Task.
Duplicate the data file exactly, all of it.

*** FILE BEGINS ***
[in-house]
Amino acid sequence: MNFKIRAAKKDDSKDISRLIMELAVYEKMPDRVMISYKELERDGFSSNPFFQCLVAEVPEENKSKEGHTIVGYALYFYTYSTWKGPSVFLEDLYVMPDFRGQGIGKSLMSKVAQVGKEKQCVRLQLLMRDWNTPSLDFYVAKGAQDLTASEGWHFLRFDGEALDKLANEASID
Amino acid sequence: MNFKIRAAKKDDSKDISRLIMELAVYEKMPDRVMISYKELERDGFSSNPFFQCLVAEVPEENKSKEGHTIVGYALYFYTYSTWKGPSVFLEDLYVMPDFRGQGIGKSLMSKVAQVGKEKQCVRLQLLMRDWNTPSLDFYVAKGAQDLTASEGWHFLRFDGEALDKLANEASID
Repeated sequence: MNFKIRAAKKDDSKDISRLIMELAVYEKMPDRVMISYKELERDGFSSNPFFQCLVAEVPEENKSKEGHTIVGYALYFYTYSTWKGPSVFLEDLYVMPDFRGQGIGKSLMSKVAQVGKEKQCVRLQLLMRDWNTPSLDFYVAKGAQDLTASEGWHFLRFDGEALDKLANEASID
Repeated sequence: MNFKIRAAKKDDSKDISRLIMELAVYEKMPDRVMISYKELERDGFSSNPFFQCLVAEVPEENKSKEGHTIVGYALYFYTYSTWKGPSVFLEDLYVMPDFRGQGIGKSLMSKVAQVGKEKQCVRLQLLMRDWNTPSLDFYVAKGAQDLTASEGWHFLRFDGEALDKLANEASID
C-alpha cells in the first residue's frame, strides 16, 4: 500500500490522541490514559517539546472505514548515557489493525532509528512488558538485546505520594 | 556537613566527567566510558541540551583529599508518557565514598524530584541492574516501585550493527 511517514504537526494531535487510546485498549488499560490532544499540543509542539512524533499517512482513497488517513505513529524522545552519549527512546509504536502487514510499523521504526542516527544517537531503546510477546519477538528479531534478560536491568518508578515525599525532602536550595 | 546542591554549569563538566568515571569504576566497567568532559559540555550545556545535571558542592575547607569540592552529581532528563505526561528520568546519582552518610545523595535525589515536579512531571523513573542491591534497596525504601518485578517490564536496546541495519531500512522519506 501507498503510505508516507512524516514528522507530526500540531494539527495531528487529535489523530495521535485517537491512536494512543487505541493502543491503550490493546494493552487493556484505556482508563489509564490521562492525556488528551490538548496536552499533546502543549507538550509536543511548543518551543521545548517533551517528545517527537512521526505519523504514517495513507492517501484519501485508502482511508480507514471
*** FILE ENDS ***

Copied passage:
[in-house]
Amino acid sequence: MNFKIRAAKKDDSKDISRLIMELAVYEKMPDRVMISYKELERDGFSSNPFFQCLVAEVPEENKSKEGHTIVGYALYFYTYSTWKGPSVFLEDLYVMPDFRGQGIGKSLMSKVAQVGKEKQCVRLQLLMRDWNTPSLDFYVAKGAQDLTASEGWHFLRFDGEALDKLANEASID
Amino acid sequence: MNFKIRAAKKDDSKDISRLIMELAVYEKMPDRVMISYKELERDGFSSNPFFQCLVAEVPEENKSKEGHTIVGYALYFYTYSTWKGPSVFLEDLYVMPDFRGQGIGKSLMSKVAQVGKEKQCVRLQLLMRDWNTPSLDFYVAKGAQDLTASEGWHFLRFDGEALDKLANEASID
Repeated sequence: MNFKIRAAKKDDSKDISRLIMELAVYEKMPDRVMISYKELERDGFSSNPFFQCLVAEVPEENKSKEGHTIVGYALYFYTYSTWKGPSVFLEDLYVMPDFRGQGIGKSLMSKVAQVGKEKQCVRLQLLMRDWNTPSLDFYVAKGAQDLTASEGWHFLRFDGEALDKLANEASID
Repeated sequence: MNFKIRAAKKDDSKDISRLIMELAVYEKMPDRVMISYKELERDGFSSNPFFQCLVAEVPEENKSKEGHTIVGYALYFYTYSTWKGPSVFLEDLYVMPDFRGQGIGKSLMSKVAQVGKEKQCVRLQLLMRDWNTPSLDFYVAKGAQDLTASEGWHFLRFDGEALDKLANEASID
C-alpha cells in the first residue's frame, strides 16, 4: 500500500490522541490514559517539546472505514548515557489493525532509528512488558538485546505520594 | 556537613566527567566510558541540551583529599508518557565514598524530584541492574516501585550493527 511517514504537526494531535487510546485498549488499560490532544499540543509542539512524533499517512482513497488517513505513529524522545552519549527512546509504536502487514510499523521504526542516527544517537531503546510477546519477538528479531534478560536491568518508578515525599525532602536550595 | 546542591554549569563538566568515571569504576566497567568532559559540555550545556545535571558542592575547607569540592552529581532528563505526561528520568546519582552518610545523595535525589515536579512531571523513573542491591534497596525504601518485578517490564536496546541495519531500512522519506 501507498503510505508516507512524516514528522507530526500540531494539527495531528487529535489523530495521535485517537491512536494512543487505541493502543491503550490493546494493552487493556484505556482508563489509564490521562492525556488528551490538548496536552499533546502543549507538550509536543511548543518551543521545548517533551517528545517527537512521526505519523504514517495513507492517501484519501485508502482511508480507514471